It is unknown if these accounts influenced Leif’s decision to explore North America more than twice as long as any European before him and whether he interacted with any natives at all. What we do know however, is that none of his ships survived his return voyage so no physical remains exist to prove his presence beyond written records.
His writings mention several different groups of natives which suggest he either didn't meet anyone else or that he mixed up whom he spoke to.
The most famous of all Viking names is that of Hrolf Kraki, also known as Hafdreikr or Hafodraíkr in Old Norse. He was born around 912 AD in what is now Denmark to parents who were both named Gisli.
His father died when he was young so his mother took him and her two sons into exile in Scotland where she remarried. There they lived as Gaelic speaking Scots for several years before returning home.
When he was fifteen, he left with his step-father and stepsister to sail west looking for adventure. They traveled through Norway, Iceland, Greenland, and then spent three months sailing along the Danish coast before arriving at Funen Island in present day Denmark.
He stayed there while raiding and trading with local people until he received word that his half brother had been murdered. His half brothers’ widow offered to help him take revenge but only if he helped look after her son instead.
Her son was just five years old at the time and she wanted to make sure he got good care. After some persuasion, Hrolf agreed to be his guardian and took him back to their homeland.
There he raised him as his own child and gave him his name. When he was sixteen, he made his first big raid by himself across the border into Germany. On the way back, he stopped in Frisia where he picked up more slaves and plunder.
The most famous Viking of all time is arguably not someone who fought in many large scale battles or led any armies, but instead spent his life traveling around Scandinavia doing what he loved - exploring.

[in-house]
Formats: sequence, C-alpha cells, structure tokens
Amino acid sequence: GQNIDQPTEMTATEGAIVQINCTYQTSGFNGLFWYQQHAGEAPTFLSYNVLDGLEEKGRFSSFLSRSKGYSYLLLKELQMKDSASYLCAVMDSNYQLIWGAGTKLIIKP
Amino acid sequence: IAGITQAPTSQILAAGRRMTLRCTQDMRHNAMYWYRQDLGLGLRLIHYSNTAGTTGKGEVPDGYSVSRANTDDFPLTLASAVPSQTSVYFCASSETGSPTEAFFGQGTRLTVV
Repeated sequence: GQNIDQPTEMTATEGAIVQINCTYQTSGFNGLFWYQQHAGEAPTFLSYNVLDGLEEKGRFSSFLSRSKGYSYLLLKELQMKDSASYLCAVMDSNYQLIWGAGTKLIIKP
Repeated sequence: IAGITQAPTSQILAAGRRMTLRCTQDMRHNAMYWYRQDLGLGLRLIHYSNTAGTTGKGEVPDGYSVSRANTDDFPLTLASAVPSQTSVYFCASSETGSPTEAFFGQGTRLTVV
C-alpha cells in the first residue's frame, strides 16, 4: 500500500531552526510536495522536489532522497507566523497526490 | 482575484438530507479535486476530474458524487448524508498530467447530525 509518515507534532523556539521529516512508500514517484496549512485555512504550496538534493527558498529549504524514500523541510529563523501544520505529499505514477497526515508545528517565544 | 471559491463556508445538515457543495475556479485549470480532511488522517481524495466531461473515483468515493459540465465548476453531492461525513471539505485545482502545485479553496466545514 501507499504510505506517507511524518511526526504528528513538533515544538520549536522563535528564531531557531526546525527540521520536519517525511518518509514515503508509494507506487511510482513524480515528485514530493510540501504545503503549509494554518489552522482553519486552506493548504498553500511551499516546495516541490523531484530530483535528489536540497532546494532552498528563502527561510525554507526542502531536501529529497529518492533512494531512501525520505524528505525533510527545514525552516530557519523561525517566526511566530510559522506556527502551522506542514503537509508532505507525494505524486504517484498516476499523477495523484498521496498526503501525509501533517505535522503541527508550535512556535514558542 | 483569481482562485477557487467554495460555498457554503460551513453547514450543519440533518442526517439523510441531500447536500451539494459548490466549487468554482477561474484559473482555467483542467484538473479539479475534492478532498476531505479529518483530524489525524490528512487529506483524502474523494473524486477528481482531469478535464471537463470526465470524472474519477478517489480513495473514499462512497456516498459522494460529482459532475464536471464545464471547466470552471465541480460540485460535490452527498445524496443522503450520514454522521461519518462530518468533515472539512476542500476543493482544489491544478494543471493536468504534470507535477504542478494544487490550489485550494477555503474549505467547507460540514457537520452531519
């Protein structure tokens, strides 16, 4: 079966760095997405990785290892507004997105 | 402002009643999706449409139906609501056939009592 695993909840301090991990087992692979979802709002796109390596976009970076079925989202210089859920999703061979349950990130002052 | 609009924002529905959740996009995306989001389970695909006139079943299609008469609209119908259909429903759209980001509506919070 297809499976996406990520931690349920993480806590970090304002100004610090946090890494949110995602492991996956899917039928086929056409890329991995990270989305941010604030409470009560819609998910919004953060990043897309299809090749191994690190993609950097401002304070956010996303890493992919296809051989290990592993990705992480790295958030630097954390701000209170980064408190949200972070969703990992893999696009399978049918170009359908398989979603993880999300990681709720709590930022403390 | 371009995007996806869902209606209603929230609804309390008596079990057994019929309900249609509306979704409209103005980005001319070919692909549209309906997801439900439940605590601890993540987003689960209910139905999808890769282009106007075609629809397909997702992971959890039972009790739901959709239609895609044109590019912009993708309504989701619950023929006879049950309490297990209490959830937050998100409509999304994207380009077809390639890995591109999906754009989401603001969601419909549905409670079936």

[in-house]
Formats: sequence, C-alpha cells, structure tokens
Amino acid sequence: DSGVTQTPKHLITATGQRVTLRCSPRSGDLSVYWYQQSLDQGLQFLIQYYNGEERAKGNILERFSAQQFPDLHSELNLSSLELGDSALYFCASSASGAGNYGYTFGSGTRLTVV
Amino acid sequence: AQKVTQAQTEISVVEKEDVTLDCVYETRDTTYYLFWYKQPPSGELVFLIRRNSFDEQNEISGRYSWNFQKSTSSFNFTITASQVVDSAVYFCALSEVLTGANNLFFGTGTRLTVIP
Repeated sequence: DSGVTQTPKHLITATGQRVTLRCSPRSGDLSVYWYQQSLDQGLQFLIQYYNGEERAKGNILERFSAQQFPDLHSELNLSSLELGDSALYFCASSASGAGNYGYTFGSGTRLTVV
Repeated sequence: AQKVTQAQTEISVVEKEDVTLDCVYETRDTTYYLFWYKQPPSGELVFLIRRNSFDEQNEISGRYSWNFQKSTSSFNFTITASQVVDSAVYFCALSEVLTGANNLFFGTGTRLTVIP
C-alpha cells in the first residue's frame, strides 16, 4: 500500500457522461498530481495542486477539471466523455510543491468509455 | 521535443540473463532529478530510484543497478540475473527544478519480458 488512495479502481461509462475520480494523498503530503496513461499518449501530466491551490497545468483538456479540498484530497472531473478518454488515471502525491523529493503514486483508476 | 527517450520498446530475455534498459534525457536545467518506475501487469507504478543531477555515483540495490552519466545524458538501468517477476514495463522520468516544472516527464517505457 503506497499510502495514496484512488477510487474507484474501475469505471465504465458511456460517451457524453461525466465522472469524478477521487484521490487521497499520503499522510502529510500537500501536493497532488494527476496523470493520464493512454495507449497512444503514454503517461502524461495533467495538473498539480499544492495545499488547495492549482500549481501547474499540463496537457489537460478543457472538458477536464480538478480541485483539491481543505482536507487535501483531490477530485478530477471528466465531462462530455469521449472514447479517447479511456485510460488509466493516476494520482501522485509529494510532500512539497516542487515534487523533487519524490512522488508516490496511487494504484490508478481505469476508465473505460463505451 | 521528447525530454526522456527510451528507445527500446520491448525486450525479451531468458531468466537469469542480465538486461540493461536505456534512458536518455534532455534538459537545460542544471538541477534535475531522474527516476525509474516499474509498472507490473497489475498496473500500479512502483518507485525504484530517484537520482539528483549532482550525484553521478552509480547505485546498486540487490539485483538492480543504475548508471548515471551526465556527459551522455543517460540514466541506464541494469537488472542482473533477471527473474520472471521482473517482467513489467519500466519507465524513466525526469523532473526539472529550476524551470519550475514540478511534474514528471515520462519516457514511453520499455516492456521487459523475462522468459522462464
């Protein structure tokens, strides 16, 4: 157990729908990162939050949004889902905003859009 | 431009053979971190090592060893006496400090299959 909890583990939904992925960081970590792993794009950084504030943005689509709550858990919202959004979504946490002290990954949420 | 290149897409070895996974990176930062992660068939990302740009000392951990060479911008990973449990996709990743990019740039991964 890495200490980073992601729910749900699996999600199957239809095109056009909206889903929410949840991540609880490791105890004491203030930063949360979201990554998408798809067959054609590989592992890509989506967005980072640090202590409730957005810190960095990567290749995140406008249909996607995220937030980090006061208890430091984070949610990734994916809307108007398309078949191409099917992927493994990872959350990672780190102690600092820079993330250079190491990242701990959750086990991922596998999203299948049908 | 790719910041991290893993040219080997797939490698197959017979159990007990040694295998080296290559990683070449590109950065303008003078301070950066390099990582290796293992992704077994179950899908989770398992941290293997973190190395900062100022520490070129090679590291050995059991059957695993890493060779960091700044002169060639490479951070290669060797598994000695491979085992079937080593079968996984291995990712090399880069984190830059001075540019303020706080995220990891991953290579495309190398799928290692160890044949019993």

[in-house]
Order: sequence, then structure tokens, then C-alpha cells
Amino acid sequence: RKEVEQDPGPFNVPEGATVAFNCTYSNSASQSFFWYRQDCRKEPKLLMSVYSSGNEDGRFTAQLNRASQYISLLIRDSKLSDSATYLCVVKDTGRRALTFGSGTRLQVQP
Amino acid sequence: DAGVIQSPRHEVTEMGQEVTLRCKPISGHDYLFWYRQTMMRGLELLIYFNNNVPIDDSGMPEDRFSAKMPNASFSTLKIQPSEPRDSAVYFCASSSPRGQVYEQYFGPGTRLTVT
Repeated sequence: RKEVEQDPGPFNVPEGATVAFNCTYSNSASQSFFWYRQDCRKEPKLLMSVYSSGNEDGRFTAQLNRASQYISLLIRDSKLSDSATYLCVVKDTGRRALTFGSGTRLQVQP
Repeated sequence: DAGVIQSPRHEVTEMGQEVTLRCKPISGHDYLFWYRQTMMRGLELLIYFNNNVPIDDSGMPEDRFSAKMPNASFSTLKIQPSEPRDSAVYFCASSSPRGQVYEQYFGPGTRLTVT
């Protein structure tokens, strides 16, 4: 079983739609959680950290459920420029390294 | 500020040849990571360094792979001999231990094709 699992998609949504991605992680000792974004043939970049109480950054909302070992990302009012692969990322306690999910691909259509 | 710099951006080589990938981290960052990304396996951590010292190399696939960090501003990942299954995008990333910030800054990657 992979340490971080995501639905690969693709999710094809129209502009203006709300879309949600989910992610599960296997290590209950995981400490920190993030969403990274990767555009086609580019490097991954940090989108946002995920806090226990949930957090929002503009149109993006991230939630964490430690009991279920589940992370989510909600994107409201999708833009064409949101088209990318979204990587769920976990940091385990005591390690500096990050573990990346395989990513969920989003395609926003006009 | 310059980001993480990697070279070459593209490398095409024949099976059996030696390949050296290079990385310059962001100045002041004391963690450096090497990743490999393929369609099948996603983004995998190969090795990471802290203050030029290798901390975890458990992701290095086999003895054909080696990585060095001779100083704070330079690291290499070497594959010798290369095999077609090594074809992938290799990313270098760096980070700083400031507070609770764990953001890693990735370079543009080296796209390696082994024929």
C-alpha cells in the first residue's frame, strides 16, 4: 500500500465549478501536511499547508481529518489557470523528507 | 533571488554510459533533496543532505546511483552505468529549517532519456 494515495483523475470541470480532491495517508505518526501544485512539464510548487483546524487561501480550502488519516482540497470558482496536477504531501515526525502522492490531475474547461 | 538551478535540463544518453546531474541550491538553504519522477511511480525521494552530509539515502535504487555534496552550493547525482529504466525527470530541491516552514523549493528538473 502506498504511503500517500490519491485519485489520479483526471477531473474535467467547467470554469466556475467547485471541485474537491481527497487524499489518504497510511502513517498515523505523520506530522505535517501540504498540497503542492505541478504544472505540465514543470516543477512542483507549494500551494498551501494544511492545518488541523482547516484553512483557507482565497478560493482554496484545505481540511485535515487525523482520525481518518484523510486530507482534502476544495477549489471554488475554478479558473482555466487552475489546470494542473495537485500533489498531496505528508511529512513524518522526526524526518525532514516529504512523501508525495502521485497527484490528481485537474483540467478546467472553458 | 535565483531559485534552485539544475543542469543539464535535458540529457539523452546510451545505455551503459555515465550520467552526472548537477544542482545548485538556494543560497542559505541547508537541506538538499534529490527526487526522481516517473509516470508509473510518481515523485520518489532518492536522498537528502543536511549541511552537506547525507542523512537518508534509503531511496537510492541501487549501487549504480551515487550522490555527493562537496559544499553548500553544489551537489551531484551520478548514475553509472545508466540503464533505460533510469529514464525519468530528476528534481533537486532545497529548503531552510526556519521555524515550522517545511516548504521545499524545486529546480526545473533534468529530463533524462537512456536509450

He lived from 860 to 940, which makes him an adult during some of the most influential times in European history. His travels took him across Norway, Sweden, Denmark, and Finland, where he explored natural wonders, founded cities, and left stories that have been passed down through generations.
Born into one of the powerful families in Iceland, he was sent away as a child due to poor health. This allowed him to grow up with relatives he had never met before, creating strong bonds that lasted his whole life. He traveled frequently because this was how society worked back then- nobles would be given land and money to travel and explore, and he always wanted for food so he got a job!
When he was twenty years old he set off on a voyage to Greenland along the North Sea. There he made several discoveries including finding a long lost letter written by Charlemagne telling the Norse about Spain and Portugal being part of their empire.
This inspired him to lead a group of fifty men on an expedition to find those lands and add them to their empire, making him the first known person to hold that title. When they returned home two years later he was awarded the rank of earl and gave his family the last name of Earle (or Earl).
One of the most famous Vikings was named Bjarnarhjórð (or Björn Thor, to use his full name). He lived in Iceland and is considered one of the country’s greatest heroes.
Bjarnarhjórð was born around 872 AD into an already wealthy family. His father was Hafþórr, who served as chief judge for the island kingdom Reykjavik at that time.
He had two older brothers and three sisters. All four children became very well-known people in Icelandic history.
After attending regular school, Bjarnarhjórð dropped out to pursue other interests instead. These included sailing and swimming across the ocean and exploring new lands.
When he was 19 years old, he left home with nothing but some clothes and a small amount of money. He traveled west towards England, then south along the coast of France before heading inland through Germany.
It took him several months to reach Prague, where he worked as a farm hand. There, he met many foreigners from different cultures and nationalities. This exposure to different lifestyles helped shape his own future career choices.
Three years later, he returned home to Iceland.
The most famous of all Vikings was not Thor, Hrothgar or Geirthwulf but rather an Icelandic man named Eystein Skjalgsson. He lived in what is now called Sagaholm, which is now known as Reykjavik.
Eystein spent his early years living with his father at Litla-Stokk in Hafnarfjordur before moving to Reykjavík when he was five. There he grew up speaking both Icelandic and Norse (Old Norwegian), and later Old Danish.
He went on to become one of Iceland’s greatest poets and writers. Many of his poems are about love and nature and how we connect to each other and our surroundings.
His work has been translated into many languages including English, French and German. Some of his best loved poems include ‘Tune’, ‘The Guest’ and ‘I Do Not Like To Talk About My Past Sins’.